With the Salt Lake City Winter Olympics still four years away, Zions Bancorp. is girding for overbuilding in the Utah hospitality market.

Until recently the $15 billion-asset company required only 30% equity when financing a hotel in its home state, said Dale Gibbons, chief financial officer. Now it insists on 50% equity, so the properties can produce cash flow to service debt even at lower occupancy rates.

Eighteen hotels have opened in the Salt Lake City area since January 1997, according to Patrick Ford, president of Lodging Econometrics, the research division of National Hotel Realty, Portsmouth, N.H. And 10 hotels are under construction and 43 are proposed, according to PKF Consulting, Atlanta.

The occupancy rate for hotels in the area was 73.1% in April, down from 82.1% a year earlier.

"We've got a rash of out-of-state developers trying to build hotels," said Bob Anderson, head of commercial real estate lending at Zions. Since the Olympics is only two to three weeks long, "What do you do with the hotel rooms afterward?" he asked.

"In light of the pipeline that's anticipated for hotel development," said Mr. Gibbons, "we think it's time to curtail that type of activity."

Hotel industry experts said caution is warranted, given the overbuilding that tends to surround the Olympics.

"Whenever people see the Olympic Games coming and they see the vast influx of people that are going to be coming, it's natural to go ahead and develop new hotel space to accommodate new demand," said Mr. Ford. "Almost by definition the new demand won't be accommodated."

In Atlanta the average hotel room rate fell to $80.02 in 1997 from $86.25 in 1996, the year of the last summer Olympics, according to PKF Consulting. Atlanta dealt with the problem better than many other cities, said Morris Lasky, chief executive officer of Lodging Unlimited, West Chester, Pa.

For example, some of the buildings constructed to house people attending the events were turned over to local universities once the games ended, he said.

Olympics aside, the U.S. hospitality market is beginning to see signs of overbuilding, with some cities failing to achieve last year's stellar occupancy and room rates, Mr. Lasky said.

"We're beginning to see cracks in the dam," Mr. Lasky said. "We're going into the next cycle. The only question is, 'What will be the severity?'"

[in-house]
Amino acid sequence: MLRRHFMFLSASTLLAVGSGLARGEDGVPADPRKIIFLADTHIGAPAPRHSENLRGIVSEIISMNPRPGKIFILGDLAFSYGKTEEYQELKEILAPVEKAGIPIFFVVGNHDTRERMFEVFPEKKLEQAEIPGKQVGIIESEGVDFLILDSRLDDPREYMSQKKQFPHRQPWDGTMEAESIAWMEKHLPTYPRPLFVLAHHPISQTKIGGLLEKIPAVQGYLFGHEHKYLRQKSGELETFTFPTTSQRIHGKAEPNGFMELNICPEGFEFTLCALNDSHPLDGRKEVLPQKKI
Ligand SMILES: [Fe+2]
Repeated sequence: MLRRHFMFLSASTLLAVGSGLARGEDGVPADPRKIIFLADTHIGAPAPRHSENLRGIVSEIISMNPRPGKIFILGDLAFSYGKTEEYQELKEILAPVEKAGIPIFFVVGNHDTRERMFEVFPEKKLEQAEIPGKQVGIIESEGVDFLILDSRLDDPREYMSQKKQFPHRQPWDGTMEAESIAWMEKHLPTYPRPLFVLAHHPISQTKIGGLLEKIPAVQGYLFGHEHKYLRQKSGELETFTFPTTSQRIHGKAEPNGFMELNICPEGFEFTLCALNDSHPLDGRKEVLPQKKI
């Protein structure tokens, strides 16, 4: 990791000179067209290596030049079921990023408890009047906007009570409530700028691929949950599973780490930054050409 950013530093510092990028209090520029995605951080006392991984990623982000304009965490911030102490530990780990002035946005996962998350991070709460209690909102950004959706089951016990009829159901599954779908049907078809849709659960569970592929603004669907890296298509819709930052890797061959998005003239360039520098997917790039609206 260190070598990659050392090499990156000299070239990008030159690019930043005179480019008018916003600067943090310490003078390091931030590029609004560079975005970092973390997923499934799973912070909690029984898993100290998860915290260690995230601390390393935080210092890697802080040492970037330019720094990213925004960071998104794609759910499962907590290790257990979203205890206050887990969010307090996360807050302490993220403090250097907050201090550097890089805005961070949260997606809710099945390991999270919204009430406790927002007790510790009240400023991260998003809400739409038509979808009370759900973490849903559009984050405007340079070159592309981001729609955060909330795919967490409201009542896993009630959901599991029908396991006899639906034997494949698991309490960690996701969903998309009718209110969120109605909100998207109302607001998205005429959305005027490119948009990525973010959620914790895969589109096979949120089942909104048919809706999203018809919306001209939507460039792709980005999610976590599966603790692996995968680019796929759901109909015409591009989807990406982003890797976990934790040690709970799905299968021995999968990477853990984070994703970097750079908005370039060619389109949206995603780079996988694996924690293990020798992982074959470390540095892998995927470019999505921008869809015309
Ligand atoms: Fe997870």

In such an environment, "if there's something that punctuates the cycle like the Olympics, the tendency to overbuild is much greater."

Zions knows all about cycles. Like many banks, it suffered a rapid rise in losses on loans made in the 1980s, having underwritten on the basis of the properties' market value rather than their potential cash flow. As a result, 15% of the company's real estate portfolio was classified in 1987 as "nonperforming."

Today Zions has an unusually high share of its assets in real estate loans - 40% - a fact that caught the attention of Merrill Lynch analyst William Katz in a recent note to clients.

Most banks report 15% to 20% of their assets as commercial real estate loans, up from about 12% a year ago, Mr. Katz said.

But the bank says it is well shielded against the kind of cyclical dangers that led to high loan losses in the 1980s.

First, the 40% figure is somewhat misleading, Mr. Gibbons said.

The bank securitizes many of the loans it originates, but few of its commercial real estate loans, he said. "That tends to inflate the exposure we might have on a comparable basis to other institutions that aren't as aggressive in securitization."

Moreover, $260 million of Zions' $943 million commercial real estate loan portfolio was originated through a Small Business Administration program which finances owner-occupied properties for small businesses such as restaurants.

In these loans, typically in the ballpark of $500,000, the owner has 10% equity and SBA funds 40%, so in effect Zions lends at only 50% loan-to- value.

Most of the properties Zions finances are owner-occupied, Mr. Anderson said.

"We try to stay away from investor-type commercial real estate loans," he said, referring to loans on properties that are evaluated on the basis of the income they produce. The bank tends to sell such loans to conduits and holds only $53 million of them on its books, he said.

Mr. Katz added that Zions classifies any commercial loans that use real estate as collateral as "commercial real estate loans," regardless of the use of proceeds, which many other banks do not do.

"Apples to apples it may not be as large a percentage of their portfolio," Mr. Katz said.

And the analyst pointed to the recent change in the bank's policy about hotel loans. "Having been down that path in the prior cycle," Mr. Katz said, "they're being prudently cautious."

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